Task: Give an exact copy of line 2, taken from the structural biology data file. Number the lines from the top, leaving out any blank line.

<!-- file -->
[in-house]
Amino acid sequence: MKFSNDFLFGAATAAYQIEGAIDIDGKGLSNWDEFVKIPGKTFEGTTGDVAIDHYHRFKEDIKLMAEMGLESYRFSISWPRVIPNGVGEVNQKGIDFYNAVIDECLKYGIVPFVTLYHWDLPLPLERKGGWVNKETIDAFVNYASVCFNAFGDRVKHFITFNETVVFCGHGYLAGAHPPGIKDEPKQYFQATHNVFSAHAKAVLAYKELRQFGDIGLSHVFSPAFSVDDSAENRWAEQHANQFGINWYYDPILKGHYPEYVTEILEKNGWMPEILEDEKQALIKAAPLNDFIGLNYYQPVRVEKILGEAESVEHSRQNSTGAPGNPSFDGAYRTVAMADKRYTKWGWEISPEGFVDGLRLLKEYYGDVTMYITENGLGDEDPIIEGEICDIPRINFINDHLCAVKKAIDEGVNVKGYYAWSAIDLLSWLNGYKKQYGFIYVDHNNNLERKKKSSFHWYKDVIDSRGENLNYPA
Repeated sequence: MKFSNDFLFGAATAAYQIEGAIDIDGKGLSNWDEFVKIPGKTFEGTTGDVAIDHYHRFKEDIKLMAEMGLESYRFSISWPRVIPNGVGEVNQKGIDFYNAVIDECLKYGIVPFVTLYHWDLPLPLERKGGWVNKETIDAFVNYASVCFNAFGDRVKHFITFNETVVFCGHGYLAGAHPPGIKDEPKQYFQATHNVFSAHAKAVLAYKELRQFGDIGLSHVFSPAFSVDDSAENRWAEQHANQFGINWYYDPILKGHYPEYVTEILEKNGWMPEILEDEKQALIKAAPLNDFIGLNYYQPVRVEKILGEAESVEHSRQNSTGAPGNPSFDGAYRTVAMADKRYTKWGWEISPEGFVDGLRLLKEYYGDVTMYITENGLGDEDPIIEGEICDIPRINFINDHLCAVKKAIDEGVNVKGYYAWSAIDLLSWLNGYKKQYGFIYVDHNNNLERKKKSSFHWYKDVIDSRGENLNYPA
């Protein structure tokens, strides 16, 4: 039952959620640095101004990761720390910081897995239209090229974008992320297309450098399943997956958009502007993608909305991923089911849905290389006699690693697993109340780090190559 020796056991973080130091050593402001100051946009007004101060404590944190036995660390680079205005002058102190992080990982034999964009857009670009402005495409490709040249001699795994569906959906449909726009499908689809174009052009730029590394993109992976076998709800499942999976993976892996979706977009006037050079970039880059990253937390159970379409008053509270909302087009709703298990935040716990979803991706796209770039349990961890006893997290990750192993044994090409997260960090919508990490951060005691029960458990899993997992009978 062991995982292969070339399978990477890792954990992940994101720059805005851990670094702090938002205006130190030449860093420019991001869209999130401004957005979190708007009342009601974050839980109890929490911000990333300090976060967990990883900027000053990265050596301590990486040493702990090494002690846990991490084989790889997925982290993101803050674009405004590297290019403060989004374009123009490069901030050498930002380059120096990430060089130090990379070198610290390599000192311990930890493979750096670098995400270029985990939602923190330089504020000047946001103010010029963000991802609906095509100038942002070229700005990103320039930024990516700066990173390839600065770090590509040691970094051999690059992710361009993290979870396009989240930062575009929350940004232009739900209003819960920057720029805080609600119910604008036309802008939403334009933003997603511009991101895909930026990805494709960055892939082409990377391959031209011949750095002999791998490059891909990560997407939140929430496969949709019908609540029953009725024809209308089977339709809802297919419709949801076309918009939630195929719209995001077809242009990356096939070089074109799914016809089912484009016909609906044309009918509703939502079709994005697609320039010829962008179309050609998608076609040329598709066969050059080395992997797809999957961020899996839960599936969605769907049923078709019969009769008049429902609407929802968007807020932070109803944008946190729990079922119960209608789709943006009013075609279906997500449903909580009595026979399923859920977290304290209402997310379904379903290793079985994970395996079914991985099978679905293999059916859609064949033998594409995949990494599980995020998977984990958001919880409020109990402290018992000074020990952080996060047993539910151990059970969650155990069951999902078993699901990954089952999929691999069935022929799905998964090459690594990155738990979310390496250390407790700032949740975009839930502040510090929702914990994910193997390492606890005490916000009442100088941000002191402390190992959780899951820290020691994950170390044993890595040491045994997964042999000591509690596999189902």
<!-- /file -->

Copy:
Amino acid sequence: MKFSNDFLFGAATAAYQIEGAIDIDGKGLSNWDEFVKIPGKTFEGTTGDVAIDHYHRFKEDIKLMAEMGLESYRFSISWPRVIPNGVGEVNQKGIDFYNAVIDECLKYGIVPFVTLYHWDLPLPLERKGGWVNKETIDAFVNYASVCFNAFGDRVKHFITFNETVVFCGHGYLAGAHPPGIKDEPKQYFQATHNVFSAHAKAVLAYKELRQFGDIGLSHVFSPAFSVDDSAENRWAEQHANQFGINWYYDPILKGHYPEYVTEILEKNGWMPEILEDEKQALIKAAPLNDFIGLNYYQPVRVEKILGEAESVEHSRQNSTGAPGNPSFDGAYRTVAMADKRYTKWGWEISPEGFVDGLRLLKEYYGDVTMYITENGLGDEDPIIEGEICDIPRINFINDHLCAVKKAIDEGVNVKGYYAWSAIDLLSWLNGYKKQYGFIYVDHNNNLERKKKSSFHWYKDVIDSRGENLNYPA